Colonisation - It's bad for your health: The context of Aboriginal health

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Journal Article
Contemporary Nurse, 2013, 46 (1), pp. 28 - 40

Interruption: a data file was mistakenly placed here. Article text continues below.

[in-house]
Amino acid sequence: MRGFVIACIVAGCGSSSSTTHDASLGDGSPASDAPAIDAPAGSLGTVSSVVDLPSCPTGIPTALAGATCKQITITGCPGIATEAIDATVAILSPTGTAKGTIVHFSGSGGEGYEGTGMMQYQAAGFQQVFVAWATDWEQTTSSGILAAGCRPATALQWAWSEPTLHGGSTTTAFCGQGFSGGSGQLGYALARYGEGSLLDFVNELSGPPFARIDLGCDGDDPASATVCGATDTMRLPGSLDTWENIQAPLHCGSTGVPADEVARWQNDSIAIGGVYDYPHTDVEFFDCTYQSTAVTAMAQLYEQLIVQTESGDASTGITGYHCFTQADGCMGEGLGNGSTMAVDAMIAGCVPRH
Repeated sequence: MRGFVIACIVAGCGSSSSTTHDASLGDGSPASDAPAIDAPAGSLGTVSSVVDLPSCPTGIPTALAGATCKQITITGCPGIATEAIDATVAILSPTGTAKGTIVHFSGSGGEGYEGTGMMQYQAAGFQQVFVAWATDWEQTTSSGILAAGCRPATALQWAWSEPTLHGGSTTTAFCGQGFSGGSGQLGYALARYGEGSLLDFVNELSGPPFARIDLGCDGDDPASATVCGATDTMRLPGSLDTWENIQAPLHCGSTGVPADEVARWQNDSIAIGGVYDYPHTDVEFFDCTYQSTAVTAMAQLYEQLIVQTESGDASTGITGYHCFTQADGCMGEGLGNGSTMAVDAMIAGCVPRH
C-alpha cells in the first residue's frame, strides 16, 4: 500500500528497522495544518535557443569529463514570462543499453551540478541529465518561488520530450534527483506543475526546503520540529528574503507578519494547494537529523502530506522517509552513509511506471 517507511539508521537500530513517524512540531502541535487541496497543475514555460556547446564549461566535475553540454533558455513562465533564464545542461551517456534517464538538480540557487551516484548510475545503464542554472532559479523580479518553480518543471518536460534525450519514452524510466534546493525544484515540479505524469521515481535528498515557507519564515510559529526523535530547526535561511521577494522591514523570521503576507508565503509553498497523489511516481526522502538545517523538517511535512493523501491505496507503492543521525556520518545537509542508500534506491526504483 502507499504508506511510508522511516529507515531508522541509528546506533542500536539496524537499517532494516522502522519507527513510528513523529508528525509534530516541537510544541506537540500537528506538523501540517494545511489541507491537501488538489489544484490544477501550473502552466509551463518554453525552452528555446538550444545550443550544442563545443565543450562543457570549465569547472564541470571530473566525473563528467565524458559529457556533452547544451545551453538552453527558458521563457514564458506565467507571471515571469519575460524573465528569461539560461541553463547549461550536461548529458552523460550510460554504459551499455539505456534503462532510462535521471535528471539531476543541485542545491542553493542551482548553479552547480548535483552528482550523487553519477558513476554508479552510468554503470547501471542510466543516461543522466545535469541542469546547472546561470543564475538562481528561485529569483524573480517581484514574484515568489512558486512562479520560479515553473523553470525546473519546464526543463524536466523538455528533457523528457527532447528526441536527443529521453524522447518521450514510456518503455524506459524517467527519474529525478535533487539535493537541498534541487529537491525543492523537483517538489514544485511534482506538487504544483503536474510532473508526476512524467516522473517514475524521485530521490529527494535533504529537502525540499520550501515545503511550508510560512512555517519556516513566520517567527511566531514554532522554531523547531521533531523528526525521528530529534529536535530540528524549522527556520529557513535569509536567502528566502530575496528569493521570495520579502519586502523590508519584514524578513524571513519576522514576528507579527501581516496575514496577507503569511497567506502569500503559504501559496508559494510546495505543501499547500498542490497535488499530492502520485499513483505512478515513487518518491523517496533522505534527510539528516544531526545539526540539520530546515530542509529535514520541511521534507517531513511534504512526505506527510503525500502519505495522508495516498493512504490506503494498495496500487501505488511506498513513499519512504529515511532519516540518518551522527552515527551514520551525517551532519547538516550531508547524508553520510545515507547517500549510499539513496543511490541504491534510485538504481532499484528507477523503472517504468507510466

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© eContent Management Pty Ltd. Australia's history is not often considered to be an indicator of any person's health status. However, as health professionals we are taught the importance of taking and listening to our client's detailed history to assist us in our comprehension of the issues impacting upon their lives. This skill base is an important one in that it makes available valuable information that assists the health professional to be discerning of intimate and specific circumstances that could contribute to health related problems not previously diagnosed. It is a vital screening tool. I would like to advocate that history taking, that being Australia's colonial, political, social and economic histories be a course of action undertaken by all health professionals working with Aboriginal and Torres Strait Islander peoples. Health researchers of recent years have been able to clearly illustrate that there is a powerful relationship between health status and individuals or collectives; social, political and economic circumstances (Marmot, 2011; Marmot & Wilkinson, 2001; Saggers & Gray, 2007). This way of knowing how health can be affected through such social health determinants is an important health competency (Anderson, 2007 Marmot, 2011). As such this paper delivers a timeline of specific historical and political events, contributing to current social health determinants that are undermining Indigenous Australians health and well-being. This has been undertaken because most Australians including Indigenous Australians have not benefited from a balanced and well informed historical account of the past 200 and something years. The implication of this lack of knowing unfortunately has left its effect on the way health service providers have delivered health to Indigenous children, mothers, fathers, and their communities. Indigenous Australians view the way forward in improving health outcomes, as active partners in their health service delivery. This partnership requires health professionals to listen to their clients, with respect and a decolonising gaze.
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